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I have some scenarios:

  • A cookie is generated on Chrome and will be used in Firefox in the same machine.
  • A cookie is generated on Chrome and will be used in Chrome on a different machine.
  • A cookie is generated on Chrome and will be used in Firefox on a different machine.

In above scenarios, can cookie be reused? If not, how to implement a session/cookie to prevent reuse in those scenarios?

In my opinion, I think a session-cookie is implemented by:

  1. server stored a key-value pair so: key for identity user. and value for store user data, expired session time ...
  2. client will store cookie, in that cookie contains key on server.

So above attacks can be prevented by value object stores something such as "browser type", "machine name" (getting ssh value by some way). Every time user requests something, server will get browser type, machine name, cookie and check all data for validity.

But what is the problem if attacker can fake the browser type, machine name? For example, using Firefox but sending Chrome-details as browser-agent instead.

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    Two words: session ID – schroeder Jul 3 '16 at 18:13
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    Why/how do you plan to reuse cookies across browsers/machines? Your question does not show any research about how cookies and sessions function. – Jedi Jul 3 '16 at 18:23
  • @schroeder I have added to my question. Please review. I have thought about this problem, and see how can implement session-cookie, but always I can find a way for breaking. I know something wrong in this. ;( – hqt Jul 3 '16 at 18:30
  • What "attack" are you concerned about? It's really unclear how you think this is a problem. – Alexander O'Mara Jul 3 '16 at 18:58
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    All you really need is to prevent people from stealing your cookie in the first place. Just use https and mark it httponly. – Alexander O'Mara Jul 3 '16 at 19:36
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You should think about threat models instead of coming up with solutions to fake problems.

What's the threat model here? That I copy my own session cookie to another computer? Not a real threat.

Worried about javascript stealing cookies? Use httponly cookies

Worried about malware stealing your cookies? Use a dedicated computer for sensitive network communications. You can get a Raspberry Pi Zero Wireless for $10

  • so in malware case, we cannot prevent right? – hqt Jul 3 '16 at 19:53
  • @hqt well, you can probably avoid getting malware, if you're careful yes – Neil McGuigan Jul 4 '16 at 2:17
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You can not validate the used Browser and Machine Name (dont know at all how to get it), because all of that is send by the client, so an attacker can send what he want.

The security relies only on the session id, a long, random and unique id generated on the server and stored in the cookie.

You should give all the different machines where the user logs on a new session Id and not reuse an existing one, because if the user logs out on one machine you delete only that session id on the server and the user is not logged out on all of the other machines.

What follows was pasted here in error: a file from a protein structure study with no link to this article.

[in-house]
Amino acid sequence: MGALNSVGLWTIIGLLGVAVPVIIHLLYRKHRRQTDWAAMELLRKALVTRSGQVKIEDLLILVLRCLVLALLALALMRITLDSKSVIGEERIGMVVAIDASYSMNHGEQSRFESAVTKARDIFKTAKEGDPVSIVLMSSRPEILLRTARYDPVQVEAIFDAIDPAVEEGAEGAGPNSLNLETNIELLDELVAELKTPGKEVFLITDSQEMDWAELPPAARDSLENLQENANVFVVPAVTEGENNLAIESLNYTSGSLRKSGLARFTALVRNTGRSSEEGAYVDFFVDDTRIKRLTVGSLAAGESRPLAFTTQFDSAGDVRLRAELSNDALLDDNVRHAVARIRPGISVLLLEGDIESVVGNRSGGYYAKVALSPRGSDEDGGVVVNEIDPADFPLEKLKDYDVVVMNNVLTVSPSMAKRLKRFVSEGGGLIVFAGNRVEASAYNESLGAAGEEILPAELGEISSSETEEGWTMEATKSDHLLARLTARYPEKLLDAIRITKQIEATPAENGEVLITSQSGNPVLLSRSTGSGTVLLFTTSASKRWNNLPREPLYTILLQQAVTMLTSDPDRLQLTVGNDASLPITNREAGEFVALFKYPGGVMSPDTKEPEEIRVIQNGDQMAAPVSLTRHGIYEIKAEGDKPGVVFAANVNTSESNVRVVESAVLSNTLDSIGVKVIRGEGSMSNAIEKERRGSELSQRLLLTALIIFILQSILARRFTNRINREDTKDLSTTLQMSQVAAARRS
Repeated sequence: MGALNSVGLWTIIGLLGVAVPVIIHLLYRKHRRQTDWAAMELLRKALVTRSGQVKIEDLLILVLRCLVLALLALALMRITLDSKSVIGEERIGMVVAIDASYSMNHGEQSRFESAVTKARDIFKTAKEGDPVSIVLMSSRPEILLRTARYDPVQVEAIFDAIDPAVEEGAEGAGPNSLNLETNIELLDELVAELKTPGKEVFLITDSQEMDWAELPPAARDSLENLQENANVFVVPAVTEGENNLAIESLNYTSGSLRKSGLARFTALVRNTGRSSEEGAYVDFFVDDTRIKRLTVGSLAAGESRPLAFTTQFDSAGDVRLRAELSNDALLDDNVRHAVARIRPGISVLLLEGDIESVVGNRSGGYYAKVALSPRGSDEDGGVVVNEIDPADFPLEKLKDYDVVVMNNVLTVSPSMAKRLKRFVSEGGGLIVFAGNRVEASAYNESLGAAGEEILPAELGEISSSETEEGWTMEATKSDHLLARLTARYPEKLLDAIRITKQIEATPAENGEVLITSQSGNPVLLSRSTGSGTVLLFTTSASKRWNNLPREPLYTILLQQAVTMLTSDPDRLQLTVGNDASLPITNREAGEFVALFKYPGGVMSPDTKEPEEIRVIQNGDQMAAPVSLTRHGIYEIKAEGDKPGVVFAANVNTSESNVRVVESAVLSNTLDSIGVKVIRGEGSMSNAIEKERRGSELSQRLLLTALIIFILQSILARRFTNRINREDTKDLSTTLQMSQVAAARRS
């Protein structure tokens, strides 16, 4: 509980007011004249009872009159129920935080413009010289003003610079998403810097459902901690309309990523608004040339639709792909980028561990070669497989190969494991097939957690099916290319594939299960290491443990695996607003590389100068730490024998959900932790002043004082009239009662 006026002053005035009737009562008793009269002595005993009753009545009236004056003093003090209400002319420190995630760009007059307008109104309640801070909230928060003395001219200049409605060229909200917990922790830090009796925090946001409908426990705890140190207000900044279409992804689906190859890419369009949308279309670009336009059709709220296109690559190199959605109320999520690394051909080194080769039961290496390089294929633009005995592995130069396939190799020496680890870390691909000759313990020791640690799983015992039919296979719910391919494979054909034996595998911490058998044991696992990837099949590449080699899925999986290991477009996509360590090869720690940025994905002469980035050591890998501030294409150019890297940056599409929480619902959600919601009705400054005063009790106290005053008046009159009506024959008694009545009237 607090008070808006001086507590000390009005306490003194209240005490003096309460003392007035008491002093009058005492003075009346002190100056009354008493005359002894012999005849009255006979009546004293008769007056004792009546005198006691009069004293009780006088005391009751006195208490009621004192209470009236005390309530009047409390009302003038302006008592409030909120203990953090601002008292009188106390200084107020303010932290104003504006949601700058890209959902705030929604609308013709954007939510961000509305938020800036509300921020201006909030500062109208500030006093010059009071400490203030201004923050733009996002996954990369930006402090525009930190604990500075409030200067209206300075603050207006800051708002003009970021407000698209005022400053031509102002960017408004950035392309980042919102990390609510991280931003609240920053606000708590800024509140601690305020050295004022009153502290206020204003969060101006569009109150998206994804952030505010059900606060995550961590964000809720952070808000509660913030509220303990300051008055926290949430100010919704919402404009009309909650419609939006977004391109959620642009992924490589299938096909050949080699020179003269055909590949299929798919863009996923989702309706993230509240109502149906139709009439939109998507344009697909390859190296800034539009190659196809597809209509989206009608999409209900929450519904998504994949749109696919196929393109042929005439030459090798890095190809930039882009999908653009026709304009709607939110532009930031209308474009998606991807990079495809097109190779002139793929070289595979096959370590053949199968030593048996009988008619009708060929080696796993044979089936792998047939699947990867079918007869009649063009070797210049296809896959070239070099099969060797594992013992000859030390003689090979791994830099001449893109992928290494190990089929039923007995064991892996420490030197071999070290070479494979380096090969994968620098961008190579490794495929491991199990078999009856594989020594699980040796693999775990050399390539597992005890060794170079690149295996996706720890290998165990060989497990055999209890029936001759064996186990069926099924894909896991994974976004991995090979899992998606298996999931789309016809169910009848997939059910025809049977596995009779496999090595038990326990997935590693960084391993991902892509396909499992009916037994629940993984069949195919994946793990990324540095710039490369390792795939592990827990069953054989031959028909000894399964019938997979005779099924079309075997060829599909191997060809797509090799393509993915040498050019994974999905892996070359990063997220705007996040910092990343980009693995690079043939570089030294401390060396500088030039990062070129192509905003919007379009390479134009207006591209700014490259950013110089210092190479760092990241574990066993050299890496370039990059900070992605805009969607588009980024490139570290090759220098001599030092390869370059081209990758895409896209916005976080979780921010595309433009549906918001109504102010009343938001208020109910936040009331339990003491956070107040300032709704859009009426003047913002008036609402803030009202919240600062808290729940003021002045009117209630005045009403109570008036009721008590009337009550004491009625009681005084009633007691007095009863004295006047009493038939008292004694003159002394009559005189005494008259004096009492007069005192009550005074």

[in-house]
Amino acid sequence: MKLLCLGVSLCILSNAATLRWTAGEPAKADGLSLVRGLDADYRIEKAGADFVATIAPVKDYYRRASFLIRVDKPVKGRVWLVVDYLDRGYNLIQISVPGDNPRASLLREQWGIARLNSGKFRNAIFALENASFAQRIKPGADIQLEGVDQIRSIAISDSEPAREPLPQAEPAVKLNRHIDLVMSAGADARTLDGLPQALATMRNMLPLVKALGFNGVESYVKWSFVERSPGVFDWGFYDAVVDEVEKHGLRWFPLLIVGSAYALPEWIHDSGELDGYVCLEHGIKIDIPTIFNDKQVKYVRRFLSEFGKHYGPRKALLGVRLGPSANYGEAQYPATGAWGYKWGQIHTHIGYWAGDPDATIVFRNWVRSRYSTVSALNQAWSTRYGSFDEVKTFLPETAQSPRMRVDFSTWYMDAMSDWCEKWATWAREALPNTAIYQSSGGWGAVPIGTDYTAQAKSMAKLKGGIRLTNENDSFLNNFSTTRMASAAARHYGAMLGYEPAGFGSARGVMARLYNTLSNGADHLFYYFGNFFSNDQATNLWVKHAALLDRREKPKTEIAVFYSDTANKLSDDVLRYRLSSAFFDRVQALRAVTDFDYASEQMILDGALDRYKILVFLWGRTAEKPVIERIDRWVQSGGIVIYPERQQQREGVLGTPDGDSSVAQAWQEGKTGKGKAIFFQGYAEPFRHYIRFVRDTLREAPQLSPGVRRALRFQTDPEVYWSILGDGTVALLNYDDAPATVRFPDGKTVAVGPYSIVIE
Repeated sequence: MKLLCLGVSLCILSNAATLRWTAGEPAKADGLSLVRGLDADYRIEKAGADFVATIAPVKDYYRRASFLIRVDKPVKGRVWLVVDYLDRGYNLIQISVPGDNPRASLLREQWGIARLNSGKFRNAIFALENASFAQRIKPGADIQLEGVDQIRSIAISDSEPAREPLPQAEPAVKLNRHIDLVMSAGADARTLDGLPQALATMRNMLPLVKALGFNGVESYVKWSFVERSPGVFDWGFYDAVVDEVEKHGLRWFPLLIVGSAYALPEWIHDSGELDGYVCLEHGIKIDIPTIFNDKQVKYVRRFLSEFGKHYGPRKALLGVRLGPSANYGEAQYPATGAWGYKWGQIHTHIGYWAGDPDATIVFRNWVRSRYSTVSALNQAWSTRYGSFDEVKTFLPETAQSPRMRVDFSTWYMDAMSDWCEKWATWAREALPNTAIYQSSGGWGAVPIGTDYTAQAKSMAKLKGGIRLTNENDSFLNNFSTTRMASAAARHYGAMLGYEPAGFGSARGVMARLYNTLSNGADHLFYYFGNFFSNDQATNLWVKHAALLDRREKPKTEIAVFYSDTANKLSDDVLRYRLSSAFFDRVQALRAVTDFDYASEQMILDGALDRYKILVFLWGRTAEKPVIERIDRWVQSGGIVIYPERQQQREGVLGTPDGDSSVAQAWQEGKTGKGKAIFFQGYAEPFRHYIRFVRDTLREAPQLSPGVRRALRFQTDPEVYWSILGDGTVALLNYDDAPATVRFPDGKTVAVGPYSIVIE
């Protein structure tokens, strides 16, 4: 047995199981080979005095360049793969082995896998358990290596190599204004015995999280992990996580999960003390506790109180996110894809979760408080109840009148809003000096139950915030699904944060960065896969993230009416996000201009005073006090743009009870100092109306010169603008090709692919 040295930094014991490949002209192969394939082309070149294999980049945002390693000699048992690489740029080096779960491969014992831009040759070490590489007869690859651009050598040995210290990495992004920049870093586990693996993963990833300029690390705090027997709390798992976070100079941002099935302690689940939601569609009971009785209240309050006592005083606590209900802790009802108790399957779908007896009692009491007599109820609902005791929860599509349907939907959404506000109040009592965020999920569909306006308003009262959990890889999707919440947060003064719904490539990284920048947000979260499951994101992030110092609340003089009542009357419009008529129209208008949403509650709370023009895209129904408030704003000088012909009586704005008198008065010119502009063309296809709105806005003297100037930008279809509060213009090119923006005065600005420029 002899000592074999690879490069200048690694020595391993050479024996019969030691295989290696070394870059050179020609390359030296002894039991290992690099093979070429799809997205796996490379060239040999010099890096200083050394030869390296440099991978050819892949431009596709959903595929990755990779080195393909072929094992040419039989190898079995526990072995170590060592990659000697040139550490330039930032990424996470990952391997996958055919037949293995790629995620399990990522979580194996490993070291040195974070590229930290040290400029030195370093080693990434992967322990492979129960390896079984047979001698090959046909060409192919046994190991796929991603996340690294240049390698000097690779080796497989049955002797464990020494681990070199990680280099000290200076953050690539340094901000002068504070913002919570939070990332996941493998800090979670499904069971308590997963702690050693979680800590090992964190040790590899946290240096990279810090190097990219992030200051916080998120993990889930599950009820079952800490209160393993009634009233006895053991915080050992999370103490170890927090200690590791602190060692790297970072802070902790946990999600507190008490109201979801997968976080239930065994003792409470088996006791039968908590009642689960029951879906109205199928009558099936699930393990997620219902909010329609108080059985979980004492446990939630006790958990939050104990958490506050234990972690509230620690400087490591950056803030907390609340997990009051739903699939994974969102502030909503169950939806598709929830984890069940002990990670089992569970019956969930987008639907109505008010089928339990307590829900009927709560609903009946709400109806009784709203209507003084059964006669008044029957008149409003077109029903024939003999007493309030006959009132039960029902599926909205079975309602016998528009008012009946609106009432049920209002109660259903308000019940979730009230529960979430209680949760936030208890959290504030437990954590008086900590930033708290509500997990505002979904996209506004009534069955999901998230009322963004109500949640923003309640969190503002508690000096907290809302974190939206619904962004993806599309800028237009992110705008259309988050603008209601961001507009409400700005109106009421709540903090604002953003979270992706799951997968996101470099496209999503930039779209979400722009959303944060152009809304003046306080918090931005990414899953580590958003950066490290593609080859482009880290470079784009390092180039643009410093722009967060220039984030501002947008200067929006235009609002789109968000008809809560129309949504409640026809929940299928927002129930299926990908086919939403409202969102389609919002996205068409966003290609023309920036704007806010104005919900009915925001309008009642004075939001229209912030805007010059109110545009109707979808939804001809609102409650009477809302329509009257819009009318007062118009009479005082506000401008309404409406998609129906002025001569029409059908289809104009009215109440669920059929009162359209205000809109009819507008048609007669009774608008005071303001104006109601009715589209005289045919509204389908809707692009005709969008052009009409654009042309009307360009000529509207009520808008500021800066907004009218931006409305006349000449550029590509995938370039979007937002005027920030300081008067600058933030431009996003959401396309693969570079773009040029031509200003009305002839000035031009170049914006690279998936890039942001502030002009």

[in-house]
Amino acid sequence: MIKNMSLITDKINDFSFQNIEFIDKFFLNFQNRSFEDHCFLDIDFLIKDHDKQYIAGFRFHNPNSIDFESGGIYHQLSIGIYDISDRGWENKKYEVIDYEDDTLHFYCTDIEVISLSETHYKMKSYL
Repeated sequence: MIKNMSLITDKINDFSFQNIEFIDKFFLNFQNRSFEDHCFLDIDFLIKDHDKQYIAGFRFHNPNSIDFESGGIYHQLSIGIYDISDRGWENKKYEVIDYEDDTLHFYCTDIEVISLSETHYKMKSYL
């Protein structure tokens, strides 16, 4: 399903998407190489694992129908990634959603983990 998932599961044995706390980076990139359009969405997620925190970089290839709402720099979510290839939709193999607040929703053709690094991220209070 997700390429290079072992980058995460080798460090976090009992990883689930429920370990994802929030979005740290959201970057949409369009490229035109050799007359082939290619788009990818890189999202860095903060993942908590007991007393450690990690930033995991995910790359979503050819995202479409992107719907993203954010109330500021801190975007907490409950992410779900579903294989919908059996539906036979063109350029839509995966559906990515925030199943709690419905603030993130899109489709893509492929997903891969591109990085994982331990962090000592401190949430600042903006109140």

The only way for an attacker is to steel the session id stored on the user machine, but that requires a big security hole on the machine.

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I thought each browser stores their own cookies. I have tested my lab's persistence using cookies with servers behind a load balancer so I don't face the scenarios you are facing. Getting a load balancer to front your servers seem like a wise choice, you can consider.

I have tried using different browsers on same client computer accessing the same site and I was load balanced to different web servers using cookie persistence. Unless I have used persistence based on source IP, every browser will go to the same web server.

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I do not really understand your attacks. They are stated very vaguely. At risk of seeming pedantic, I would strongly suggest you avoid using the passive voice when describing behavior in a technical context.

Let me try to rewrite for you:

A cookie is generated on Chrome and will be used in Firefox in the same machine.

If you mean

"A legitimate user uses Chrome to access my site, which issues a session cookie. A malicious user copies the session cookie into the cookie store for Firefox, and accesses the site from there, thereby impersonating the legitimate user."

My answer to this: There is no mitigation in the world that will protect you from a malicious user with access to the legitimate user's machine.

If you mean

"A malicious user uses Chrome to access my site, which issues a session cookie. The malicious user copies the session cookie into the cookie store for Firefox, and accesses the site from there."

My answer to this: What does it matter if the malicious user is using Chrome or Firefox?

Anyway, please be specific about the threat you are assessing.

Also, be aware that all browsers maintain independent cookie stores, so there would have to be purposeful activity for session cookies to leak between them.

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